Xiàmén City is one of China’s best kept secrets: less crowded than Hong Kong or Beijing, but still oozing with charisma and sophistication. Xiàmén is an intriguing blend of traditional Chinese culture with the remnants of European colonialism mingling within to create a one-of-a-kind Southeast Asian escape. Whether you’re looking for a taste of the ancient ways or a breath of the contemporary, Xiàmén has everything you’re looking for, and so much more.
On the southern side of Xiàmén City is the elaborate and ornate Nánpǔtuó Temple, one of the most important temples among the Fujianese people of China and also a prominent Buddhist temple in Southeast Asia. This temple has fallen and risen many times over in the past centuries, the most recent renovation occurring in the 20th century. The temple is still quite active, with monks of all levels teaching and learning in the temple, and worshipers reciting their prayers and mantras while lighting fragrant incense. The entrance to the temple is adorned with a stunning lotus lake in the front courtyard, as well as the Buddha Trinity: representing his past, present, and future. To enter the temple costs ¥3, but you can walk around the tranquil lotus pond or eat in the vegetarian restaurant to the east without paying admission.
A five kilometer trail along a beautifully designed industrial scene, the Railroad Culture Park is comprised of elements of China’s steam-powered past repurposed into a community playground. The train tracks, long out of use, are fun for children to walk along as their parents admire the detail of the brickwork inlaid along the path. Whenever you need a rest, take advantage of the water fountains and benches designed to look like stations, and watch the joggers and dog-walkers out for a stroll. Under Yintai Mountain is one of the most fascinating aspects of the park: the tunnel. This tunnel, brightly lit, features images of the park under construction, with plenty of before and after photographs.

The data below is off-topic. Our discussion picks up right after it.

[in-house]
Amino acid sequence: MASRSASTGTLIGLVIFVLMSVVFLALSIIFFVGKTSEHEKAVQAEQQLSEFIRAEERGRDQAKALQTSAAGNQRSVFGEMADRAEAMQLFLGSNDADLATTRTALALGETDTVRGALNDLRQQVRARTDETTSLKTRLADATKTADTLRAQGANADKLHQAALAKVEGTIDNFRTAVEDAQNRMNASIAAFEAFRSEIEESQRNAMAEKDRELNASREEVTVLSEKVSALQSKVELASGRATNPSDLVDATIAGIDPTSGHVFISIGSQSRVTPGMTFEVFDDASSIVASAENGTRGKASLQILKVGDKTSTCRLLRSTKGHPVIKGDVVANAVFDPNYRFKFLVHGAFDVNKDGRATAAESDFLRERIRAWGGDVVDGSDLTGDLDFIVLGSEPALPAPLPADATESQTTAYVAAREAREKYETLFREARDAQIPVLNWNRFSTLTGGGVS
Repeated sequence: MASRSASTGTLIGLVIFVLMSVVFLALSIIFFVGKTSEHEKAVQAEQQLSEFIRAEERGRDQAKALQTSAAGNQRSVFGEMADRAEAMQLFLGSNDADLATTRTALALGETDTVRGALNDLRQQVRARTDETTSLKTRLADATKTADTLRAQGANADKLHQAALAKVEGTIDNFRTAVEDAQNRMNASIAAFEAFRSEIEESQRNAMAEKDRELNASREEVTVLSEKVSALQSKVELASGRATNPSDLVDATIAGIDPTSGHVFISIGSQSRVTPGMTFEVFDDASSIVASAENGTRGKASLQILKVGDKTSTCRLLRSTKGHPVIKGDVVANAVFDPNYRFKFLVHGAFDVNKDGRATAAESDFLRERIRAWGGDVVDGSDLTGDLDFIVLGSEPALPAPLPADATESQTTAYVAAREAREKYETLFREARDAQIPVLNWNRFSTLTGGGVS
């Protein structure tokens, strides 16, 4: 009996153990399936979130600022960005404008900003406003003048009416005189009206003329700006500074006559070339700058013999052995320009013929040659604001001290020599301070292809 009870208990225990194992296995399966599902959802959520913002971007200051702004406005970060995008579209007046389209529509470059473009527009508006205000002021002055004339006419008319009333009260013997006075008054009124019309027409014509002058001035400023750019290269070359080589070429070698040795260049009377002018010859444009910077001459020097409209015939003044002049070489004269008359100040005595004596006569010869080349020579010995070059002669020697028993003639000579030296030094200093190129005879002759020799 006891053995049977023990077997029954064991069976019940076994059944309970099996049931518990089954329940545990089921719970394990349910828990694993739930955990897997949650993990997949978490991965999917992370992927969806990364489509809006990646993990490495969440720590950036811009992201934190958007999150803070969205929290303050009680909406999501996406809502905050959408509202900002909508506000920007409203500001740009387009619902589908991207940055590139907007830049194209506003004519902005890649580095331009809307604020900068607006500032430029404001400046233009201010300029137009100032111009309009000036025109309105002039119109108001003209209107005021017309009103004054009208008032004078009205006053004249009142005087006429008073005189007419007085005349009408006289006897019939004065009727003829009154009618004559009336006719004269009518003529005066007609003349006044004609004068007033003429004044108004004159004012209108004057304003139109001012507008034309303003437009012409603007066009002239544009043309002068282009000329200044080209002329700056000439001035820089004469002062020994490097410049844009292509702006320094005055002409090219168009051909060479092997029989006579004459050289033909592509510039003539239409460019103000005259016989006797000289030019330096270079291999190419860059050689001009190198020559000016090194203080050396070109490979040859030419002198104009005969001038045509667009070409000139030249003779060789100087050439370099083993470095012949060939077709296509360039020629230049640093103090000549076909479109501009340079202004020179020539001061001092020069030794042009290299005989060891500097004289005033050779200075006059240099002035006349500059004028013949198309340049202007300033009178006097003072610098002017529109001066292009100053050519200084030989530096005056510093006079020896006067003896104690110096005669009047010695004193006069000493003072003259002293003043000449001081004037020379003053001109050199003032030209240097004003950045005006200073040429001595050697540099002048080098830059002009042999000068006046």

Built in memory of the founder of Xiàmén Univeristy, Jiageng Park is named after rubber baron Sir Chen Jiageng, a patriotic Chinese man. Chen Jiageng founded multiple schools in Southeast Asia and raised money for the Chinese government during the late 19th and early 20th centuries. The park covers 30,000 square feet and features five pavilions, sculptures, and a hall, all a testiment to Jiageng’s contributions to China’s culture and development. The park also contains Sir Chen’s mauseoleum, housing his remains, and his former home.
The third largest island off of Xiàmén City, Gulangyu Island has a quirky and fascinating past, culminating in its popularity as a premier tourist destination today. The island was once populated by Westerners, who brought their own architectural styles that mingled with the local style and is still visible in the buildings today. The island has also earned the nickname “The Island of Music” as the home of China’s sole piano museum, and the host of over 200 pianos on the island alone. The island retains it’s slower pace of life by restricting four-wheeled transportation outside of emergency vehicles. With its narrow pedestrian-friendly streets and unique architectural features, it’s no wonder that Gulangyu Island is one of China’s most prized tourist destinations.
Beginning summer 2016, Xiamen Air will be operating new direct flights from Seattle and Vancouver to Xiamen, China!
For more information on Xiamen City and Xiamen Air, visit them online at http://www.airlinepros.com/xiamen-airlines/.